Founded in 1579, COAMO is one of the oldest towns in Puerto Rico, best known today for its rustic outdoor hot springs. The town itself is 34km from Ponce and a short drive from autopista PR-52, the oddly appealing cluster of ageing buildings in the centre evidence of its long history. There are no options for lodging here – your best bet is to stay near the hot springs themselves, or visit for the day from Ponce or the coast.
Downtown Coamo is worth a detour to soak up the bustling, no-nonsense atmosphere and pretty buildings around the central Plaza Luis Muñoz Rivera, dominated by the main church, the Iglesia Católica San Blás de Illesca. The current building dates from 1784. The interior is unusually ornate, with a fine Neoclassical retablo, and you’ll also see a rare painting by José Campeche, El Bautisterio – the artist originally had three paintings inside the church, but one was lost and the other, Las Animas, deteriorated so badly it had to be copied and replaced by Francisco Oller in 1888. The latter is near the main entrance (on the right as you come in) – the blonde woman at the base is said to have been Oller’s mistress at the time.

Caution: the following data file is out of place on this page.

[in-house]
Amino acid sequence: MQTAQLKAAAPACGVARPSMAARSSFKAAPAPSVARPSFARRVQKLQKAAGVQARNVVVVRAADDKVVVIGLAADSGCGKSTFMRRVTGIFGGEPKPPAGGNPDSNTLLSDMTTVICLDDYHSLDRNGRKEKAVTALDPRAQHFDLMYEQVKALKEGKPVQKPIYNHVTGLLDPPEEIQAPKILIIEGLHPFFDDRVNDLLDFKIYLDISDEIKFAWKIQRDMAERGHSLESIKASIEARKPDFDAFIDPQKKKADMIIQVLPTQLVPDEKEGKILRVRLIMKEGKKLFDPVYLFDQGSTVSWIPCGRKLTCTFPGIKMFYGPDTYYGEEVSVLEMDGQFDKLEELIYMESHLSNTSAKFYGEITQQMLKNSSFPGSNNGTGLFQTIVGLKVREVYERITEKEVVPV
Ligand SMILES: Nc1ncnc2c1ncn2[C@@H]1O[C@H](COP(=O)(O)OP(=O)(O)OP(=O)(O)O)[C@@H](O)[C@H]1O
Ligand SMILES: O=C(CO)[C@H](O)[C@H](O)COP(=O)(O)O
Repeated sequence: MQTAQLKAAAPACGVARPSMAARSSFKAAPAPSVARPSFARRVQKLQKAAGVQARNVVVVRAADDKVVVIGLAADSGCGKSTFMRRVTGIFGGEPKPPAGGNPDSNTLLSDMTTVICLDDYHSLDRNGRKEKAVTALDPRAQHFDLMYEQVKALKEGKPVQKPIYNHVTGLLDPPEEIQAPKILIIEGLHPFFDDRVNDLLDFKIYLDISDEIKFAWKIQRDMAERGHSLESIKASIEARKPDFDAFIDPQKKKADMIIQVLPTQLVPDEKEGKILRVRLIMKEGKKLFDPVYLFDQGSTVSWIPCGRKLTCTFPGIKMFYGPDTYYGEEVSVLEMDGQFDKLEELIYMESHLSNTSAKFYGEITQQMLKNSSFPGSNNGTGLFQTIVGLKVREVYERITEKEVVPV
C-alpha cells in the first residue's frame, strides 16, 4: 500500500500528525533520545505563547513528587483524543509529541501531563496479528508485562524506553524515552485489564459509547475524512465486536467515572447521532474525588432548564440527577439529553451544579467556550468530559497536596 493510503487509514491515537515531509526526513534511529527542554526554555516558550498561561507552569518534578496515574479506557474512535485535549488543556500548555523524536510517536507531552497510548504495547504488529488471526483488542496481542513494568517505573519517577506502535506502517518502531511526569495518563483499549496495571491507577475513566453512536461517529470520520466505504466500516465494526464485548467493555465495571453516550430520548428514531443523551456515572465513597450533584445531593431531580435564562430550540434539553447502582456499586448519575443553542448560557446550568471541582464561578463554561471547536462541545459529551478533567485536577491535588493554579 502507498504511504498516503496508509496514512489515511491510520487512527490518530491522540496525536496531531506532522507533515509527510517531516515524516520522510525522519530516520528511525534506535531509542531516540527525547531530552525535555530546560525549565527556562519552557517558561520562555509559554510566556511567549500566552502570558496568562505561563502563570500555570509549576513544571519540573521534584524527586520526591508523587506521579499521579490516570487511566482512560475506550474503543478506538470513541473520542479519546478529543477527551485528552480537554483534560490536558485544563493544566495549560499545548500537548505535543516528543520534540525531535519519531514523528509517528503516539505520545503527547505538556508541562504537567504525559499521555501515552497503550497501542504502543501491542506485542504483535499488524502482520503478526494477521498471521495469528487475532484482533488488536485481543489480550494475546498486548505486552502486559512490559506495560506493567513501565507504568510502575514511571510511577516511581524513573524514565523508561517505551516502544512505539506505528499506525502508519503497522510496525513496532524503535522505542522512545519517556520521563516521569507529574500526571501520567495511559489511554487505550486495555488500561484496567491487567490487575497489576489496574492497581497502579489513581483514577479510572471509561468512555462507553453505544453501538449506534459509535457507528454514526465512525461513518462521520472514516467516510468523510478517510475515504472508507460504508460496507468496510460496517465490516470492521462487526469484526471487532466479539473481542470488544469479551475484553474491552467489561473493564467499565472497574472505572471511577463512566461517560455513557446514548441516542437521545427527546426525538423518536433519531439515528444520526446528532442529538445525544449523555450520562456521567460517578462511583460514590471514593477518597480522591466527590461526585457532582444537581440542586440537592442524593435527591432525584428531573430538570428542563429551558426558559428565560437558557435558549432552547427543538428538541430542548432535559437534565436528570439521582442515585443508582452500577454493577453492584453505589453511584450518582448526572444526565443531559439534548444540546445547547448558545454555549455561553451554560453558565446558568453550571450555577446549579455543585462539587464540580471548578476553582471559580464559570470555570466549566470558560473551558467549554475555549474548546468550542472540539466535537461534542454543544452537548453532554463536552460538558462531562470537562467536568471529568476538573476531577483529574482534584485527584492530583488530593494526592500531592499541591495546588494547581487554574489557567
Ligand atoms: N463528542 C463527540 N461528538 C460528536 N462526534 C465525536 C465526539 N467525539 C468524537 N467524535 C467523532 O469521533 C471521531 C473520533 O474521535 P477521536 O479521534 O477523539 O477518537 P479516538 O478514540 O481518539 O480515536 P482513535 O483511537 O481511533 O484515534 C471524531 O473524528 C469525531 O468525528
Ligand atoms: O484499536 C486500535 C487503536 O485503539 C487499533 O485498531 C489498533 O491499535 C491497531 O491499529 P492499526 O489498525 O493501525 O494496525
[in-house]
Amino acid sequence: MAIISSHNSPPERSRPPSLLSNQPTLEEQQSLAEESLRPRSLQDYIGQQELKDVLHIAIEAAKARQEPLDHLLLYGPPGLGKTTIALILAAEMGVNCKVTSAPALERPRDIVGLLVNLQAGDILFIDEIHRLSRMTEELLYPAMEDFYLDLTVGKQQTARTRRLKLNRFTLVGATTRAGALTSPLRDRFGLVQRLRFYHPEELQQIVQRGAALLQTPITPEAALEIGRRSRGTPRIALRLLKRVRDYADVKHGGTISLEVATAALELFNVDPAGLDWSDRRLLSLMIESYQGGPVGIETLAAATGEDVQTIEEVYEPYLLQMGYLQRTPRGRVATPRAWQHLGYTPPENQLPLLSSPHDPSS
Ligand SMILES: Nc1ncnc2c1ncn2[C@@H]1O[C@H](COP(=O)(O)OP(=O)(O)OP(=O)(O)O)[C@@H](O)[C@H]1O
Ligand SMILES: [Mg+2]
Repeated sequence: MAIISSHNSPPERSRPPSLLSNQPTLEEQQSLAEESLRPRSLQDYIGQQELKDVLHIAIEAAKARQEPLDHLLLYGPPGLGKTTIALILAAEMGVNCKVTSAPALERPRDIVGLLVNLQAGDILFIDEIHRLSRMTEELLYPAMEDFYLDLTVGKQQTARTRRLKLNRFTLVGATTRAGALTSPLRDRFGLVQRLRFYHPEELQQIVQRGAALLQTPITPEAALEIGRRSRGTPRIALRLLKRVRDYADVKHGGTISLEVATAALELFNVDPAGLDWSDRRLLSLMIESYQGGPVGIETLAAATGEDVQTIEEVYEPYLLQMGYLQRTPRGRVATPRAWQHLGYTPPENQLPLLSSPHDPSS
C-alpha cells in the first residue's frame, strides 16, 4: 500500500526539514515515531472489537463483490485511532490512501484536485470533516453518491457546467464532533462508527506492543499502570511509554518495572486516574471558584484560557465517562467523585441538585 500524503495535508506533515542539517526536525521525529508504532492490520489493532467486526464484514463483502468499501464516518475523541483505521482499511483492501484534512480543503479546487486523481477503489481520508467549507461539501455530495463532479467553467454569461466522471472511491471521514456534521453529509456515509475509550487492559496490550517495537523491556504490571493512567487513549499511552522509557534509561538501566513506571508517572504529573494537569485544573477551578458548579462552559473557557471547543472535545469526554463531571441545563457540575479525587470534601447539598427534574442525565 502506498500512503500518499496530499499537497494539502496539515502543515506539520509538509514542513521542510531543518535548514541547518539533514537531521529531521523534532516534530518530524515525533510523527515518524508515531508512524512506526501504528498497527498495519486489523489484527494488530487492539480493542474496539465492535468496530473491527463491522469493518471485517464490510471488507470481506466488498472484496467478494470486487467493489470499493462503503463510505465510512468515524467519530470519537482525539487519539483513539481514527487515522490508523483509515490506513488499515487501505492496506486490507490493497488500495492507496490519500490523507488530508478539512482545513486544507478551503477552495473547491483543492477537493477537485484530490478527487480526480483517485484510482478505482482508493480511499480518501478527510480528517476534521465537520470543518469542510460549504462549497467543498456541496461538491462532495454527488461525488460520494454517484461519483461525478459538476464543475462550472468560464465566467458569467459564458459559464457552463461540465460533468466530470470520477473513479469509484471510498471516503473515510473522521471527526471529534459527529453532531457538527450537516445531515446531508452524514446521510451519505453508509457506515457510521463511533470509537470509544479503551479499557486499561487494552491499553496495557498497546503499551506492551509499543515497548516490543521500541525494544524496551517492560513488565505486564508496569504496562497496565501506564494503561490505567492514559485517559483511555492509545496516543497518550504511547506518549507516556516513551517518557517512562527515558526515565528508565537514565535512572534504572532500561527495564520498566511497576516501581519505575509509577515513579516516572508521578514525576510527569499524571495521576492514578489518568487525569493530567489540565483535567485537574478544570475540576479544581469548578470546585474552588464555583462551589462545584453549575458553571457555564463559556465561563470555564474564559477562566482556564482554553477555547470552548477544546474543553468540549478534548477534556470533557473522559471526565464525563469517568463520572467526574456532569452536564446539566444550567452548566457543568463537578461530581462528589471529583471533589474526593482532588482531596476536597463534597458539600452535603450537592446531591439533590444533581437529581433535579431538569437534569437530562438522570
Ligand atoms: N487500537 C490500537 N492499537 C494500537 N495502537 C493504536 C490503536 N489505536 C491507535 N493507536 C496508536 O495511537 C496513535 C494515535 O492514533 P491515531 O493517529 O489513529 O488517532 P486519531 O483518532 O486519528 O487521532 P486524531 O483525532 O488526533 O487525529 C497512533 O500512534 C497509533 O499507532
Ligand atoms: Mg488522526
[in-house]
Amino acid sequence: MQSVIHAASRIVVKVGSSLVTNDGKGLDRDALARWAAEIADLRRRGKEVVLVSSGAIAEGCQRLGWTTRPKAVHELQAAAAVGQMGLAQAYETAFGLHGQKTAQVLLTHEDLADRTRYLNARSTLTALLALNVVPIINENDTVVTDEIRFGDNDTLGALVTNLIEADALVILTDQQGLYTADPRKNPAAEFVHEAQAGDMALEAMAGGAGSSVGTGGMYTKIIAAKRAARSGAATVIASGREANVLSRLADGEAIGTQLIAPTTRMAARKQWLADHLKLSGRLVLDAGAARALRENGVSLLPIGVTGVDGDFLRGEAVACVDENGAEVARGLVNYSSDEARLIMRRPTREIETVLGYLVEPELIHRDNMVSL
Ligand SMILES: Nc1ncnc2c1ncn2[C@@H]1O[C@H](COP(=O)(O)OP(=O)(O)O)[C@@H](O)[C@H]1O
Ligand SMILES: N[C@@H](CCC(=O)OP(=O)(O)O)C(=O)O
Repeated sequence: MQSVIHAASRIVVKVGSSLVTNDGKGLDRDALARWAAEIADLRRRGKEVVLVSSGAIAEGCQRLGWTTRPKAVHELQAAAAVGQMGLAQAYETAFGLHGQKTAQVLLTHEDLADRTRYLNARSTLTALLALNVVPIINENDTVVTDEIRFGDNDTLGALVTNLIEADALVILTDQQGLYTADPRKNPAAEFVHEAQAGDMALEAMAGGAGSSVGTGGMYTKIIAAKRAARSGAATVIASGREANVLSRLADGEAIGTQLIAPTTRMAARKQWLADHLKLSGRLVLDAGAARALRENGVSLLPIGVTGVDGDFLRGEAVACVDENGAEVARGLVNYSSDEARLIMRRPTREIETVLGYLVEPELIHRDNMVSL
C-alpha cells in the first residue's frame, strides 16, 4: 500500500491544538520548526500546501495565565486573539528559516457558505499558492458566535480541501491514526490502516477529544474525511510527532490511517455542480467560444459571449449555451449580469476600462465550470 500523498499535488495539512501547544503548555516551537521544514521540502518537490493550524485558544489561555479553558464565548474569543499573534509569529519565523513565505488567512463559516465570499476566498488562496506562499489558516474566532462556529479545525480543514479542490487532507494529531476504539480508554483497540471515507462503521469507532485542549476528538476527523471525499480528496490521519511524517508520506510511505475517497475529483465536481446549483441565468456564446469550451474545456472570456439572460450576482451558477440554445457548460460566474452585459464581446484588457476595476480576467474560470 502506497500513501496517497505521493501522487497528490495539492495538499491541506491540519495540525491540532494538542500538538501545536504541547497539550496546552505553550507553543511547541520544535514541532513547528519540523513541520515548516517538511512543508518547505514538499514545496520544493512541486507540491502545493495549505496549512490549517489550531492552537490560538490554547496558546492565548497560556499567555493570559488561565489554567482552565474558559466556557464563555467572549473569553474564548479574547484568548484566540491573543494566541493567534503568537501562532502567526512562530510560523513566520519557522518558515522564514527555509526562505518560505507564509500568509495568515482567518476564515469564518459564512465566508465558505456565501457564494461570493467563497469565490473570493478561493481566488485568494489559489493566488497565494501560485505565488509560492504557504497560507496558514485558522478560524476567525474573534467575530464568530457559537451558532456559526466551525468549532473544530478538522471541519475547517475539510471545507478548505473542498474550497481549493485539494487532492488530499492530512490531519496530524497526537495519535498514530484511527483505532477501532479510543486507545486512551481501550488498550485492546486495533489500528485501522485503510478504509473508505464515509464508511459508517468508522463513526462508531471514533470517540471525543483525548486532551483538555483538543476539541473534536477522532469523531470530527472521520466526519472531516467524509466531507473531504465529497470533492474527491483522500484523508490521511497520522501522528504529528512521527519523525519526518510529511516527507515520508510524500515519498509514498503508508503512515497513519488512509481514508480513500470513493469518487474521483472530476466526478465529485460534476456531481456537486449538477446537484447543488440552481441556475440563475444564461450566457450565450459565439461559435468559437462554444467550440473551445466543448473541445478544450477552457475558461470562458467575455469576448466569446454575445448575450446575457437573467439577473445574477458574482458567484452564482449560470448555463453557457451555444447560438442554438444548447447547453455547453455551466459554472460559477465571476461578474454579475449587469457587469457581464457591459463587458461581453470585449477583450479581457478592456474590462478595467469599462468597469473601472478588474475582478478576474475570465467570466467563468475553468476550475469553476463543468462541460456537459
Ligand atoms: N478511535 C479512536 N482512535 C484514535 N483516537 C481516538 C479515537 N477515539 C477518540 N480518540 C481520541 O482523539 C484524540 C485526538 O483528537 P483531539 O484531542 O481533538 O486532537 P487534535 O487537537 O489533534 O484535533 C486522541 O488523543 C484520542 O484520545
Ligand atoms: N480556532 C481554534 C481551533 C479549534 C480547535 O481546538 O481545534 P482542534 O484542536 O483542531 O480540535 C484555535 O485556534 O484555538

On the plaza’s southwest corner, the Museo Histórico (t787/825-1150) occupies an eye-catching, reddish townhouse with a tranquil patio interior that virtually drips with a sense of colonial Spain; the odd collection of bits and pieces inside reflects Coamo’s chequered history. It’s normally only open on weekdays or by appointment – check at the Instituto de Cultura next door. The house was built in the nineteenth century by Don Clotilde Santiago, a wealthy landowner, and much of his original mahogany and cedar furniture is on display inside.